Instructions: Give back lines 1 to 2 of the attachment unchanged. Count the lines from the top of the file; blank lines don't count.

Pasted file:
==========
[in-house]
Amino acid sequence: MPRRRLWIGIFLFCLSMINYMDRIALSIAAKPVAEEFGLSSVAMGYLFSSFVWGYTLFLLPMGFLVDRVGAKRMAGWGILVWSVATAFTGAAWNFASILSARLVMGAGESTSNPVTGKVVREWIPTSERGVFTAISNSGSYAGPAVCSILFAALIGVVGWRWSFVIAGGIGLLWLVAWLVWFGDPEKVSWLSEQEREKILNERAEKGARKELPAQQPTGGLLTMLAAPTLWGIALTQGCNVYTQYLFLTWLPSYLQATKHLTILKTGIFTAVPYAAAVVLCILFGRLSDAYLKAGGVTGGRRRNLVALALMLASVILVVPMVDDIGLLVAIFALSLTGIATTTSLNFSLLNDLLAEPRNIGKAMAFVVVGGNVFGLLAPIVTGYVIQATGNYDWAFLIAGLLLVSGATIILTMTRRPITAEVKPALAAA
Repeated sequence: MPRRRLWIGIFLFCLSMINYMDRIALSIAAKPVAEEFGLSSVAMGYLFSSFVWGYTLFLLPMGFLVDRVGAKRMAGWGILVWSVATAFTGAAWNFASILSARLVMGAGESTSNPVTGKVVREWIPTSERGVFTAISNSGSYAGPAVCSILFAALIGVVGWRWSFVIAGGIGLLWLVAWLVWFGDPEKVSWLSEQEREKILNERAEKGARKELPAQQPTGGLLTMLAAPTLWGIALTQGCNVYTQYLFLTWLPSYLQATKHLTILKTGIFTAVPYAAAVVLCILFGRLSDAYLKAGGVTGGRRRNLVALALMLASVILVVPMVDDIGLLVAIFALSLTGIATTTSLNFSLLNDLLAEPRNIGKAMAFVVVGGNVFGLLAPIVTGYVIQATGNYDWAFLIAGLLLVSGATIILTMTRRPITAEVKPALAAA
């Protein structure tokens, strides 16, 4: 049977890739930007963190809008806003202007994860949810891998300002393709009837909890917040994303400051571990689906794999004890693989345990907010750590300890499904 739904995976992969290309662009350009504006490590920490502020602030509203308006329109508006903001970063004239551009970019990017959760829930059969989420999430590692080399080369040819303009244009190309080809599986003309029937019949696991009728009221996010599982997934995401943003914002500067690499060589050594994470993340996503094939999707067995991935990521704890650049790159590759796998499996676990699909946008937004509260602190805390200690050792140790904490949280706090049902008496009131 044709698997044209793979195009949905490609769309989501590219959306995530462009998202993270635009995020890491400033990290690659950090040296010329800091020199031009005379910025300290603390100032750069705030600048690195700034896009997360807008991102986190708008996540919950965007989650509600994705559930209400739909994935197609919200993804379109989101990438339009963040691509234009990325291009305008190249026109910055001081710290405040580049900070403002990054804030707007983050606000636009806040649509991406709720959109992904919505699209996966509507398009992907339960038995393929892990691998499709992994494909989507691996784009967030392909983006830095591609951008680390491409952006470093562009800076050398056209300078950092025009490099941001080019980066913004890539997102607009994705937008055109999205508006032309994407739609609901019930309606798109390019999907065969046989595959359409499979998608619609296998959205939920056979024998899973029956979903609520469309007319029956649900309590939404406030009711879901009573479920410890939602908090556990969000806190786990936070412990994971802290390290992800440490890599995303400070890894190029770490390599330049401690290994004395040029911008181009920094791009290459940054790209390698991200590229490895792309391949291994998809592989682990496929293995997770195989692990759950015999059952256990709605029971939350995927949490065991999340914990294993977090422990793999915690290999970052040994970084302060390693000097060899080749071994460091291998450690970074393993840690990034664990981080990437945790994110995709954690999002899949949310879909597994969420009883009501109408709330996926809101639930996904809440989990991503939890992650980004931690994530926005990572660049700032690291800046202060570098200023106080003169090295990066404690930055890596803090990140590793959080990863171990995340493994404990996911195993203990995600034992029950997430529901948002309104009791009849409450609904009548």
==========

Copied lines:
[in-house]
Amino acid sequence: MPRRRLWIGIFLFCLSMINYMDRIALSIAAKPVAEEFGLSSVAMGYLFSSFVWGYTLFLLPMGFLVDRVGAKRMAGWGILVWSVATAFTGAAWNFASILSARLVMGAGESTSNPVTGKVVREWIPTSERGVFTAISNSGSYAGPAVCSILFAALIGVVGWRWSFVIAGGIGLLWLVAWLVWFGDPEKVSWLSEQEREKILNERAEKGARKELPAQQPTGGLLTMLAAPTLWGIALTQGCNVYTQYLFLTWLPSYLQATKHLTILKTGIFTAVPYAAAVVLCILFGRLSDAYLKAGGVTGGRRRNLVALALMLASVILVVPMVDDIGLLVAIFALSLTGIATTTSLNFSLLNDLLAEPRNIGKAMAFVVVGGNVFGLLAPIVTGYVIQATGNYDWAFLIAGLLLVSGATIILTMTRRPITAEVKPALAAA